By Grainne Treanor - 08 April, 2018
Ciara Ferry continues her weekly series looking back at the week’s coverage of the forthcoming referendum. This week, Ciara looks at Senator Catherine Noone and her attack on the Church.
Senator Catherine Noone, chair of the Oireachtas Joint Committee on the Eighth Amendment, raised eyebrows this week with a tweet criticising a priest for expressing a pro-life opinion from the pulpit on Easter Sunday. She tweeted: “Easter mass in Knock Basilica this afternoon with my parents – an octogenarian priest took at least three opportunities to preach to us about abortion – it’s no wonder people feel disillusioned with the Catholic Church.”
The eagle eyes of the Twittersphere were not going to let Noone off with a gaffe of this magnitude, with commentators immediately pointing out the ageist, not to mention inaccurate nature of her tweet – the priest in question being in his sixties according to online reports.
Others expressed concern at Noone’s lack of respect for freedom of speech even in those with whom she disagrees. As Michael Kelly of the Irish Catholic newspaper put it, “she appears to see it as her role to object to a Catholic priest teaching Catholics the Catholic faith in a Catholic church”. Noone later apologised for the tweet, saying that “discourse is vital”.
For many, this seemed to be too little too late. Noone’s tweet seems to sum up many of the attitudes being put forward by pro-repeal campaigners. With political groups like People Before Profit bemoaning “right-wing Catholic groups” who “want to take Ireland back to the dark ages” on Facebook, this latest appears to have spurred people of faith to speak up in defence of life and freedom of speech.
Many have commented that the Church hierarchy hasn’t been as vocal in the public debate as might have been expected, something which seems to have been deliberately done. When asked by Brian Dobson if individual bishops would be issuing pastoral letters “seeking to influence the course of the debate”, Bishop Alan McGuckian of Raphoe gave a clue as to why this has been the case. In pointing out the role of the bishops “as teachers, not campaigners”, his words were in continuity with the approach by the Church in recent years to “propose, not impose” – an approach which has resulted in the Choose Life newsletters which are circulating online. In these newsletters is proposed the same thing that was proposed in Knock on Easter Sunday to the consternation of Senator Noone – nothing more or less than “the sacredness and preciousness of every human life”.
This is conveyed in stories such as those of Tracy Harkin, whose 10-year-old daughter has Trisomy 13 and was not expected to live more than a few days; the story of Melissa Ohden, who is the survivor of an abortion herself; Cliona Johnson’s story of the life of her son John Paul who had anencephaly and lived for just 17 minutes after birth – stories that would change the debate if people heard them.
Indeed, the Church is making sure that people can hear the voices of the unborn and the stories of women; since last summer, volunteers (usually women, this author included) have been speaking in churches across Ireland about the Eighth Amendment, sanctioned by the bishop of each diocese and warmly welcomed by priests and people alike.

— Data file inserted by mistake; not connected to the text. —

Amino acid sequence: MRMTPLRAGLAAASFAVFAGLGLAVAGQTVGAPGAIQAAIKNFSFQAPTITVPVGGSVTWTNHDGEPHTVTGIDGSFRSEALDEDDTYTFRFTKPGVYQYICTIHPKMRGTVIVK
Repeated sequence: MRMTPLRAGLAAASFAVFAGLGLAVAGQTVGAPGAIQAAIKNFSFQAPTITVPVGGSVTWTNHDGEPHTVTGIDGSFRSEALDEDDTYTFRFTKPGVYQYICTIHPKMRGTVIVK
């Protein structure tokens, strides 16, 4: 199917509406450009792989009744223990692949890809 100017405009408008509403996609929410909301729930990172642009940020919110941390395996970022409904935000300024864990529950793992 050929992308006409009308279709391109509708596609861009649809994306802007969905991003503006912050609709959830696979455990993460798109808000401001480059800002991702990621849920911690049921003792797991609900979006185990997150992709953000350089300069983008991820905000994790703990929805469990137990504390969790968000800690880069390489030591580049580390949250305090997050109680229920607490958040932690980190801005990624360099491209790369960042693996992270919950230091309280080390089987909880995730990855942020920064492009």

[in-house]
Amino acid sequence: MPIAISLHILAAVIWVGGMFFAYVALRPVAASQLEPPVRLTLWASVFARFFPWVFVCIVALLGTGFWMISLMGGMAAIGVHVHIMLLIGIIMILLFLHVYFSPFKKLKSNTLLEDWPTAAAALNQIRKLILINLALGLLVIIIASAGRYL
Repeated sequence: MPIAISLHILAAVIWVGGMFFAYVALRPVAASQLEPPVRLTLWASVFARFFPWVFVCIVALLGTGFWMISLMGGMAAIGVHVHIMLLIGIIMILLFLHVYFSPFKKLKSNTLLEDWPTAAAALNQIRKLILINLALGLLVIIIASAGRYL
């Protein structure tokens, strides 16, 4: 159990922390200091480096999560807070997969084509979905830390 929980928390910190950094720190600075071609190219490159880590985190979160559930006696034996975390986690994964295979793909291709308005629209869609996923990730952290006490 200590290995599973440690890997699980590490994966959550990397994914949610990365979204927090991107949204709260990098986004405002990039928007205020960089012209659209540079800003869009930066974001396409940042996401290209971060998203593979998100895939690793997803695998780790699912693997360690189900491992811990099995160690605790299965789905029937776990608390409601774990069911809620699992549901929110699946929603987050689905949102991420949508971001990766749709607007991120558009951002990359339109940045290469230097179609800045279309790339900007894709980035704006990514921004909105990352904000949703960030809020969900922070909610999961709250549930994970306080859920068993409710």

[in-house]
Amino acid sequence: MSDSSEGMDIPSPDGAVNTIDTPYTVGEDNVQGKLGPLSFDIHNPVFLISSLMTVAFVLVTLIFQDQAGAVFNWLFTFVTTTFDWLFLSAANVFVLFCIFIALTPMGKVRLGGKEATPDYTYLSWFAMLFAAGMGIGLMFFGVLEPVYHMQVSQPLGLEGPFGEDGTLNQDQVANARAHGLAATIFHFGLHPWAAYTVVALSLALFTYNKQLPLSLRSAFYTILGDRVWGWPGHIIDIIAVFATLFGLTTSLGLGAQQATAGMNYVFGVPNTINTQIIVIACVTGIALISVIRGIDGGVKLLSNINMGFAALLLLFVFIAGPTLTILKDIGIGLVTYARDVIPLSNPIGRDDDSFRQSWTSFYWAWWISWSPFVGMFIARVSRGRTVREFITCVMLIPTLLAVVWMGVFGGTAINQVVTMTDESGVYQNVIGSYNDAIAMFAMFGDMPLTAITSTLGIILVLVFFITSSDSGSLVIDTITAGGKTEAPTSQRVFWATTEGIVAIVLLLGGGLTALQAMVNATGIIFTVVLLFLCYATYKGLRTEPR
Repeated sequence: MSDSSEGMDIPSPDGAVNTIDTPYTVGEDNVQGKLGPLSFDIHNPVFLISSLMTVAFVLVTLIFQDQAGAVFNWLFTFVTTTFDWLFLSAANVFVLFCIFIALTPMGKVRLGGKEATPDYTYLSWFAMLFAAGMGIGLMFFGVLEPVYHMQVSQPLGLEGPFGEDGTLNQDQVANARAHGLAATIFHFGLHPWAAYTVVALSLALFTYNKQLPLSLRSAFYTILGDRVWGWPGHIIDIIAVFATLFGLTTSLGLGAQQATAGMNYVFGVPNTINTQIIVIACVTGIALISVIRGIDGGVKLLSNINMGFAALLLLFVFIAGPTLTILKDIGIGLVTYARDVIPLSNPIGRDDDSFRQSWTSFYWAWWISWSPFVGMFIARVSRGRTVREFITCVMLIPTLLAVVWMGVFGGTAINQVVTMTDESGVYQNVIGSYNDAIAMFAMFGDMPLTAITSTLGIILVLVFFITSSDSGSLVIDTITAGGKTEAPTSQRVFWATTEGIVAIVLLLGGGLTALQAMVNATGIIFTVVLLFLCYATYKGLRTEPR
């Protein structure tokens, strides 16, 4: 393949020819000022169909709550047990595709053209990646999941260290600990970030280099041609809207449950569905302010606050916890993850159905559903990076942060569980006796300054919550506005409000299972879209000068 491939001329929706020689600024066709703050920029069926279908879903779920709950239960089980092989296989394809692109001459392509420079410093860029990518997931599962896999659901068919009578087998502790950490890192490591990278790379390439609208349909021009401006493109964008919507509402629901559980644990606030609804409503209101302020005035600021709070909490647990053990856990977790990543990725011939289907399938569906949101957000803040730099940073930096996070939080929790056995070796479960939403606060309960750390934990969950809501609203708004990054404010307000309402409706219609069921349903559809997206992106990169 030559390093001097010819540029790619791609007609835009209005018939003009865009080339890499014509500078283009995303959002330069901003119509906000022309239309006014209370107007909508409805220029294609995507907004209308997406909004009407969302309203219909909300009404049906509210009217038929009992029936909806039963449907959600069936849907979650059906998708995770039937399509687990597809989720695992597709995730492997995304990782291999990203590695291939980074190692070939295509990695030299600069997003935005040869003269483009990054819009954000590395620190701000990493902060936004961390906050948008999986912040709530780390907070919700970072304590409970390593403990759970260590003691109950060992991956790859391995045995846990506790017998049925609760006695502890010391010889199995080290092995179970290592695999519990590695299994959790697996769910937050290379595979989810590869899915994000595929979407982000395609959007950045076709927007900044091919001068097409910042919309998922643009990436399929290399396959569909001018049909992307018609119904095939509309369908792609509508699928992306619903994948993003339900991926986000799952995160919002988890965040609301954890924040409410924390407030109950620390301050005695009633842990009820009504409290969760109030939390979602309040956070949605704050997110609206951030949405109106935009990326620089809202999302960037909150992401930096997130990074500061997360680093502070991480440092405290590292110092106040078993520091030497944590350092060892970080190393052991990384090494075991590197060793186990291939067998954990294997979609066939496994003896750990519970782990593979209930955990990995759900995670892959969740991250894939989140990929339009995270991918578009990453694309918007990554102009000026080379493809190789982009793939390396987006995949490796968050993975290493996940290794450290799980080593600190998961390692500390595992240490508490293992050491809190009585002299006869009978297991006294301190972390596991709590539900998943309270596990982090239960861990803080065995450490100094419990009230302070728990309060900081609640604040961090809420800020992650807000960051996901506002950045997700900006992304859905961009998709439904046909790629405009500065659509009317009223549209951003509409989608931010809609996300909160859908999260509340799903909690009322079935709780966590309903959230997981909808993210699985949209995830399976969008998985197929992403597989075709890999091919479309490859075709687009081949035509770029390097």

Most of the bishops are expected to release pastoral statements to complement their statement, Two Lives One Love, a well-reasoned document focusing on the importance of human dignity and rights being accorded to each person: “Fundamental rights are ‘acknowledged’ in constitutions and charters and ‘vindicated’ in the application of the law. They are what the United Nations refers to as the ‘equal and inalienable rights of all members of the human family.’”
Canvassers are encouraging people of faith to speak up to prevent an abortion regime less restrictive than the UK’s, where one in five pregnancies ends in abortion. They say that while faith is often talked about at the doors, arguments from a faith perspective aren’t the most relevant.
Marie, a nurse from Kerry, says that while she is Catholic, she doesn’t relate the issue of abortion back to faith when speaking to people. “I don’t talk about faith when canvassing because I don’t think it’s useful. A lot of the time pro-abortion people bring up the Catholic Church and I always tell them this is a human rights issue.”
Luke from Galway has had similar experiences and says that discussions need to be brought back to what will be on the ballot papers. “I quote the Universal Declaration of Human Rights, not the Bible. I’m not looking for a debate or discussion on religion, but on constitutional recognition of the Human Right to Life.”
With polling day quickly approaching, campaigners are encouraging everyone to speak to their neighbours, relatives and friends and remind them that what is being proposed is abortion on demand up to three months, as a result of the removal of the last remaining protection in Irish law for the unborn child.
This emphasis on human rights being accorded to every human being regardless of their stage has been echoed by a joint statement from Christian leaders in Donegal. “We hold that all human life is precious … That gives every human being immense dignity, worth, value and meaning, regardless of size, shape, gender, ability or colour.”
Sandra, a student and canvasser from Waterford, is encouraging everyone regardless of creed to make their voices heard. People, she says, are often surprised to learn that she is a pro-life atheist, but she thinks people of faith should not be apologetic about their beliefs. “Whether an atheist, agnostic or a person of faith, we are all fighting for the same cause, because we all see the same value in a human life.”